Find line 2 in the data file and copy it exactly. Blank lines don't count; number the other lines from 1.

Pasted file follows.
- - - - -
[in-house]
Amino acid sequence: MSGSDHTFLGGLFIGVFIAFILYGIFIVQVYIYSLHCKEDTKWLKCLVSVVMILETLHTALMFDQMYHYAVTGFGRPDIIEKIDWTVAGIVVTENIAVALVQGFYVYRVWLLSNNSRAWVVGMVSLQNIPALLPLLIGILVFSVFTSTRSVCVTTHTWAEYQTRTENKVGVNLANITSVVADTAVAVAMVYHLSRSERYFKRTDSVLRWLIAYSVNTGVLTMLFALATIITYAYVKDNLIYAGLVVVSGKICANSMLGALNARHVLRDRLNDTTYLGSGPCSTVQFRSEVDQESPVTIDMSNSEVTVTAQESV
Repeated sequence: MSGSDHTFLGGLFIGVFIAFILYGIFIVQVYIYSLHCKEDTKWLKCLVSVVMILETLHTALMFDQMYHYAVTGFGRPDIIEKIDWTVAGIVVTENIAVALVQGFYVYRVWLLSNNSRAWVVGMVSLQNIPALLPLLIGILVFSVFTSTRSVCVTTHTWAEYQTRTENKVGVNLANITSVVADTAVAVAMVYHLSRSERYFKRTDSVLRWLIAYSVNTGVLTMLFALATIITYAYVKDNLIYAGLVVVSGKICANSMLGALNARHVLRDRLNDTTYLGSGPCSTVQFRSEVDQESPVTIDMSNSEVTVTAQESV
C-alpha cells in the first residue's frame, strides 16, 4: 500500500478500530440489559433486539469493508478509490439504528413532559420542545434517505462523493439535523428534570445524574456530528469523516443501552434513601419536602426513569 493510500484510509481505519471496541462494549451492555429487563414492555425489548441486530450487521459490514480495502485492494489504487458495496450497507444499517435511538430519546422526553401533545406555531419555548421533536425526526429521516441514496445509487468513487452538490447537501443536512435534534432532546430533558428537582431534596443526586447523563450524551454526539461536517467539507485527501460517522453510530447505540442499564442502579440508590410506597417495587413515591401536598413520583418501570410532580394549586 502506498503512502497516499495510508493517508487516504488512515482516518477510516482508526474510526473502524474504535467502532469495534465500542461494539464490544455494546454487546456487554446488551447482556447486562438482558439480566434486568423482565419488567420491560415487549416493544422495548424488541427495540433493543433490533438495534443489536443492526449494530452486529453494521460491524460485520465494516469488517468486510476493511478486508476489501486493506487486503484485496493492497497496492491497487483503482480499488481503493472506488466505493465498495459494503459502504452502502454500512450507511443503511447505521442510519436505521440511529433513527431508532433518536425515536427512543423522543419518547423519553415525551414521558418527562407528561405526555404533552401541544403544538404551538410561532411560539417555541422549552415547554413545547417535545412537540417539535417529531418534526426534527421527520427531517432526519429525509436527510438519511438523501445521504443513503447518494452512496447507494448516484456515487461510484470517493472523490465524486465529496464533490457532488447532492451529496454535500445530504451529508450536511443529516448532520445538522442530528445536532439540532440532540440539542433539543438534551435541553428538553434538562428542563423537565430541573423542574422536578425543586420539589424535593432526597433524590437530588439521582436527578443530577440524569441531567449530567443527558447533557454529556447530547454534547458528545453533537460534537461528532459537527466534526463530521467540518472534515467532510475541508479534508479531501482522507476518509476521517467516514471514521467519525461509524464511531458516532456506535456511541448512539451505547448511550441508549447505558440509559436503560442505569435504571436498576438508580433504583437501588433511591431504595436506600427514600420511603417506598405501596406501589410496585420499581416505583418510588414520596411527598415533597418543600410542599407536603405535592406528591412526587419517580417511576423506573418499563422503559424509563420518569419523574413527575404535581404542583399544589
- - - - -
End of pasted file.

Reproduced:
Amino acid sequence: MSGSDHTFLGGLFIGVFIAFILYGIFIVQVYIYSLHCKEDTKWLKCLVSVVMILETLHTALMFDQMYHYAVTGFGRPDIIEKIDWTVAGIVVTENIAVALVQGFYVYRVWLLSNNSRAWVVGMVSLQNIPALLPLLIGILVFSVFTSTRSVCVTTHTWAEYQTRTENKVGVNLANITSVVADTAVAVAMVYHLSRSERYFKRTDSVLRWLIAYSVNTGVLTMLFALATIITYAYVKDNLIYAGLVVVSGKICANSMLGALNARHVLRDRLNDTTYLGSGPCSTVQFRSEVDQESPVTIDMSNSEVTVTAQESV